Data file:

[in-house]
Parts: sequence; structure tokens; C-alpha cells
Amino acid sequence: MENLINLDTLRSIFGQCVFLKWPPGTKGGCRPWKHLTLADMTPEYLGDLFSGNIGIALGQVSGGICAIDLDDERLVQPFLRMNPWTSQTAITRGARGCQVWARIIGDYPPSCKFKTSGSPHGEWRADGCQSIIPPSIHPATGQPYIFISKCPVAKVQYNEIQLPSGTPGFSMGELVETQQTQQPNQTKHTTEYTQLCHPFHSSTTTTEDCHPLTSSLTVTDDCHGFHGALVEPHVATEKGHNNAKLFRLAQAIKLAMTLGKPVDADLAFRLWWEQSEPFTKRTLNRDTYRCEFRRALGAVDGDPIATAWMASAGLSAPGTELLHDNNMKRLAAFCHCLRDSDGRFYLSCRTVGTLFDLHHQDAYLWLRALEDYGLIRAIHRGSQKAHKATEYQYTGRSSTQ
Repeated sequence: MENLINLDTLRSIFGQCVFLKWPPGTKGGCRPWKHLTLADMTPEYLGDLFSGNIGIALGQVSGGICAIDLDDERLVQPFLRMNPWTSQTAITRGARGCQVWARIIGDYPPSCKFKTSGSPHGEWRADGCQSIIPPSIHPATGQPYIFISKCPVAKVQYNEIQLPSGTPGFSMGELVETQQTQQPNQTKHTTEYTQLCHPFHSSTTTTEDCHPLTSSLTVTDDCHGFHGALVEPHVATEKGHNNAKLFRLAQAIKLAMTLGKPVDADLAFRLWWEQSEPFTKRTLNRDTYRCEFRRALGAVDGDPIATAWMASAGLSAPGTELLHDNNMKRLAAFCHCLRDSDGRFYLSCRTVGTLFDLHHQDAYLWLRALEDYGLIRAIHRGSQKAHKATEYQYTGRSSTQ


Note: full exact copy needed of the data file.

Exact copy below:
[in-house]
Parts: sequence; structure tokens; C-alpha cells
Amino acid sequence: MENLINLDTLRSIFGQCVFLKWPPGTKGGCRPWKHLTLADMTPEYLGDLFSGNIGIALGQVSGGICAIDLDDERLVQPFLRMNPWTSQTAITRGARGCQVWARIIGDYPPSCKFKTSGSPHGEWRADGCQSIIPPSIHPATGQPYIFISKCPVAKVQYNEIQLPSGTPGFSMGELVETQQTQQPNQTKHTTEYTQLCHPFHSSTTTTEDCHPLTSSLTVTDDCHGFHGALVEPHVATEKGHNNAKLFRLAQAIKLAMTLGKPVDADLAFRLWWEQSEPFTKRTLNRDTYRCEFRRALGAVDGDPIATAWMASAGLSAPGTELLHDNNMKRLAAFCHCLRDSDGRFYLSCRTVGTLFDLHHQDAYLWLRALEDYGLIRAIHRGSQKAHKATEYQYTGRSSTQ
Repeated sequence: MENLINLDTLRSIFGQCVFLKWPPGTKGGCRPWKHLTLADMTPEYLGDLFSGNIGIALGQVSGGICAIDLDDERLVQPFLRMNPWTSQTAITRGARGCQVWARIIGDYPPSCKFKTSGSPHGEWRADGCQSIIPPSIHPATGQPYIFISKCPVAKVQYNEIQLPSGTPGFSMGELVETQQTQQPNQTKHTTEYTQLCHPFHSSTTTTEDCHPLTSSLTVTDDCHGFHGALVEPHVATEKGHNNAKLFRLAQAIKLAMTLGKPVDADLAFRLWWEQSEPFTKRTLNRDTYRCEFRRALGAVDGDPIATAWMASAGLSAPGTELLHDNNMKRLAAFCHCLRDSDGRFYLSCRTVGTLFDLHHQDAYLWLRALEDYGLIRAIHRGSQKAHKATEYQYTGRSSTQ